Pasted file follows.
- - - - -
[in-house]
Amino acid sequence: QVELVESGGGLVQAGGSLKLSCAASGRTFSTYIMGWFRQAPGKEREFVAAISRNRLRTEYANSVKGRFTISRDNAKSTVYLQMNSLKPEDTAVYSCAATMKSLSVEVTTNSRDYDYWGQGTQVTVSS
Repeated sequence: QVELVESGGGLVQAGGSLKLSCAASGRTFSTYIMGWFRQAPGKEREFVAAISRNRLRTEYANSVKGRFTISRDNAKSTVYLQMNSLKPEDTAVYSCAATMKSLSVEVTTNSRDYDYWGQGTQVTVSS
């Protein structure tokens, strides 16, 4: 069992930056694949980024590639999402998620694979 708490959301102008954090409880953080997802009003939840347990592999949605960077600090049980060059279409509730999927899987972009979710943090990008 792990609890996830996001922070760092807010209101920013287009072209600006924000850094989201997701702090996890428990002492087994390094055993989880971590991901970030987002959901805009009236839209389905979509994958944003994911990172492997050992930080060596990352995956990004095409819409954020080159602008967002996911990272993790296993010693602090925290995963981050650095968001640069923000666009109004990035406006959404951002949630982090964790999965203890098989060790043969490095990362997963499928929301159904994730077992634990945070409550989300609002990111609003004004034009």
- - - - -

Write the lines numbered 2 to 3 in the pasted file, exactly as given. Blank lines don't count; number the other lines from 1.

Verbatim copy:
Amino acid sequence: QVELVESGGGLVQAGGSLKLSCAASGRTFSTYIMGWFRQAPGKEREFVAAISRNRLRTEYANSVKGRFTISRDNAKSTVYLQMNSLKPEDTAVYSCAATMKSLSVEVTTNSRDYDYWGQGTQVTVSS
Repeated sequence: QVELVESGGGLVQAGGSLKLSCAASGRTFSTYIMGWFRQAPGKEREFVAAISRNRLRTEYANSVKGRFTISRDNAKSTVYLQMNSLKPEDTAVYSCAATMKSLSVEVTTNSRDYDYWGQGTQVTVSS